“When the doctor told me that we needed to discuss the results of my pregnancy test, I already knew I was pregnant; because I was just recovering from rape.” It was hard for her to accept the news, since she saw this as an end to her dream of becoming a teacher. I knew, without doubt, that I would be expelled from school and banished from home by my parents. I spent days in agony, thinking about what to do…. Suddenly, I felt only grim determination to get everything out as quickly as possible…. I simply didn’t have the emotional strength to cope with a child of rape.”
“I could not go to the hospital because I knew that abortion is illegal in Uganda, so I confided in a friend who took me to a traditional birth attendant for an abortion. She made a concoction of some herbs and told me to take a full mug. She got a wire, pushed it through my vagina, pricked something and suddenly I felt sharp pain, blood started oozing out of my private parts and I lay unconscious. When I came back to my senses, I found myself in the hospital. My mother told me that I had bled to near death and that when they were called, I was unconscious, alone in the hospital, and that the people who had taken me there had fled to avoid being arrested.” Although this young woman is alive today, she will never bear a child because she suffered incomplete abortion, haemorrhage, infection, uterine perforation and damage to the genital tract and internal organs.
Dr Charles Kiggundu, the President of the Association of Gynaecologists and Obstetricians, says Uganda records about 1,500 deaths from unsafe abortions daily and that the consequences of unsafe abortions cost the country about Shs7.5 billion annually. “90,000 of these induced abortions end up with severe complications, but only half of them are able to access post-abortion services at medical centres. Many others die and those who survive end up with chronic pain, anaemia, infertility and more…. Safe abortion services are available for the rich but hidden from the poor. You must be connected and well-oiled to access the services, I know of many rich people who fly to South Africa to terminate pregnancies and return.”
Mr Moses Mulumba, the executive director of the Centre for Health, Human Rights and Development (CEHURD), says safe abortion is one of the sexual and reproductive health and rights that are fundamental to people’s health and survival, to gender equality and to the well-being of humanity. Human rights activists intend that Government provides access to safe abortion services and liberalises abortion laws where necessary, ensures adolescents have access to sexual and reproductive health information and services without discrimination, addresses sexual and gender-based violence through policies, services and prevention programmes, and engages men to support women’s health, rights and autonomy, and address the SRHR needs of men.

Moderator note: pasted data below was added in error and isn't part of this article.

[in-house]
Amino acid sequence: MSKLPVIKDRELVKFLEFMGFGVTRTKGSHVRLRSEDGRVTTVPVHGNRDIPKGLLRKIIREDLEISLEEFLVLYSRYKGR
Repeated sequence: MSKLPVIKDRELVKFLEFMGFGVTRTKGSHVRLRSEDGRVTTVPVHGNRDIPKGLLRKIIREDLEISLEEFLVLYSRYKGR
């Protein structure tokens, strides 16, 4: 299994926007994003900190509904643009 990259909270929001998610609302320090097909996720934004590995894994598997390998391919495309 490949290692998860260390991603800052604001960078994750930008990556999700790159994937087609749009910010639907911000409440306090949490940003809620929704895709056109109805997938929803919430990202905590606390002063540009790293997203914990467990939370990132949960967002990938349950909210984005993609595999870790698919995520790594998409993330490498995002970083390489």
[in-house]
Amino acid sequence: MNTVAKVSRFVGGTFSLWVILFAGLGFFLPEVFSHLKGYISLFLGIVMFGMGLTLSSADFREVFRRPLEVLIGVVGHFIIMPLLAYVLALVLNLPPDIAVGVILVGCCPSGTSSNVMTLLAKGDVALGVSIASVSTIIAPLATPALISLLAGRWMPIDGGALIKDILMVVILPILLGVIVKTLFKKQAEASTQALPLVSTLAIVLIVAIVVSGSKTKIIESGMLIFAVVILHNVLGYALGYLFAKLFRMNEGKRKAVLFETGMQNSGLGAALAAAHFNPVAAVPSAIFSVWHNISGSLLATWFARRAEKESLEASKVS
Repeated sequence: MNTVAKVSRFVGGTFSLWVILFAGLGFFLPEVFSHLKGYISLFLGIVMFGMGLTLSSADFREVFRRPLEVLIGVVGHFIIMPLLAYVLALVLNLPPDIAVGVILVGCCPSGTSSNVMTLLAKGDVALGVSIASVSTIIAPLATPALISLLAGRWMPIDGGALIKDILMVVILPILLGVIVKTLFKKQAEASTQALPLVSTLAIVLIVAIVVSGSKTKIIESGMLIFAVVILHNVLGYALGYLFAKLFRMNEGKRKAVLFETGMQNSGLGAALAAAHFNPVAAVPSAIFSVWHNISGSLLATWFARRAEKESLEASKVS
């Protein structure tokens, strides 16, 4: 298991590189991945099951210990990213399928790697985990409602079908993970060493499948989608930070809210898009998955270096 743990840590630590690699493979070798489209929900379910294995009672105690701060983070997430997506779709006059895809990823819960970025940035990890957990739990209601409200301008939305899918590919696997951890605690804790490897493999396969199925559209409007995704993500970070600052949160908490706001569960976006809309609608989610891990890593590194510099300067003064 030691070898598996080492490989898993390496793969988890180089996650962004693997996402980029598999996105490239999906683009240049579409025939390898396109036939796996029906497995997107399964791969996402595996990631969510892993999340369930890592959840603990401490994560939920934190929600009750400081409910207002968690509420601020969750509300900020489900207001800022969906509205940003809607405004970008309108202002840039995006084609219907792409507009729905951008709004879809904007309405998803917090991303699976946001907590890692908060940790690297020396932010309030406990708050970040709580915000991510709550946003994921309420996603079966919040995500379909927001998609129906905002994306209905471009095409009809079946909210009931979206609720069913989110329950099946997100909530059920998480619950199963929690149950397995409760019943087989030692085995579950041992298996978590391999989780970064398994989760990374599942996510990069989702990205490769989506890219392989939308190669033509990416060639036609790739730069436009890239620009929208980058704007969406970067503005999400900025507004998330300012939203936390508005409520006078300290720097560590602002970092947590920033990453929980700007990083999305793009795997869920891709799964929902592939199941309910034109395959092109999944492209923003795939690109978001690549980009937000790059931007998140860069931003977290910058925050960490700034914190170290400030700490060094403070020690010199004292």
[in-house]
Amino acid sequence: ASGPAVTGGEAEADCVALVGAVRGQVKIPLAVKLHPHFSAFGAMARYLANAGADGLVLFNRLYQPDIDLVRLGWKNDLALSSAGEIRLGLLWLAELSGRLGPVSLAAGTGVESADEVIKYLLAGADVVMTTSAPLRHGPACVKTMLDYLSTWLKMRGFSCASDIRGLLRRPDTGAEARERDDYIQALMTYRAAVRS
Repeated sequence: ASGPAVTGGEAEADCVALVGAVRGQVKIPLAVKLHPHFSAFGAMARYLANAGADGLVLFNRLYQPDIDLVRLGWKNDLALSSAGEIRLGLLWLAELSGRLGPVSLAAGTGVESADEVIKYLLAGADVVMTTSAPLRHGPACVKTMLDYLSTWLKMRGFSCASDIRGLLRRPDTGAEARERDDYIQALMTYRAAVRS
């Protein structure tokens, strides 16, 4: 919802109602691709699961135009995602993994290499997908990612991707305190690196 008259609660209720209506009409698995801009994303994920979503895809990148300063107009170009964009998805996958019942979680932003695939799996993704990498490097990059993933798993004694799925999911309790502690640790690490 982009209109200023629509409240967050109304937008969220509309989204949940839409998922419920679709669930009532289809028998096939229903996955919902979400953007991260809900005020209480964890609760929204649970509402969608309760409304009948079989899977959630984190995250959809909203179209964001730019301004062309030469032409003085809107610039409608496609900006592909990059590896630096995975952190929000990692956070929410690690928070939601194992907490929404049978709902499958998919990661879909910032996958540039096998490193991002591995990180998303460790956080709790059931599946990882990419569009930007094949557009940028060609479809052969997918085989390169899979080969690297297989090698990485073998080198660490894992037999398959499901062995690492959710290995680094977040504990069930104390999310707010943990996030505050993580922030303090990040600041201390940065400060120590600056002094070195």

Mr Meddie Mulumba, the Uganda Human Rights Commission (UHRC) Commissioner says that although abortion is legal to preserve the life or mental or physical health of a woman and in cases of sexual assault, many people – including healthcare professionals – are under the impression that abortion is illegal. At UHRC, they are pushing for legal abortion in the country as a human right for every woman and girl and to ensure that legal abortion is treated as a basic human rights issue. “The content and scope of Uganda’s abortion laws needs to be clarified and publicised if health care providers are to be able to provide the critical reproductive health services that are every woman’s fundamental human right.”
Ms Sarah Opendi, the State Health Minister said the ministry is seeking a post-abortion care management policy, and detailing the circumstances under which medical workers can manage safe, legal abortions in hospitals. According to Ms Opendi, the new policy is intended to provide for comprehensive management of post-abortion complications. “Our laws are also clear about abortion, it is criminal but allowed under certain circumstances. We shall stick to the law but guide our country, and the guidelines will also help us towards achieving essential sexual and reproductive health services.”
However, Emma Ainebyoona, the Ministry of Health Senior Public Relations officer, said the Ministry has never passed the policy and guidelines on abortion, and that abortion remains illegal according to the Penal Code Act and the Constitution.
Postscript: Comment from Ndu Makutoane in response to the report: “How sad that women die when they could just access safe abortion services…”
SOURCE: PNL Daily, by David Mafabi, + PHOTO Courtesy, 3 October 2019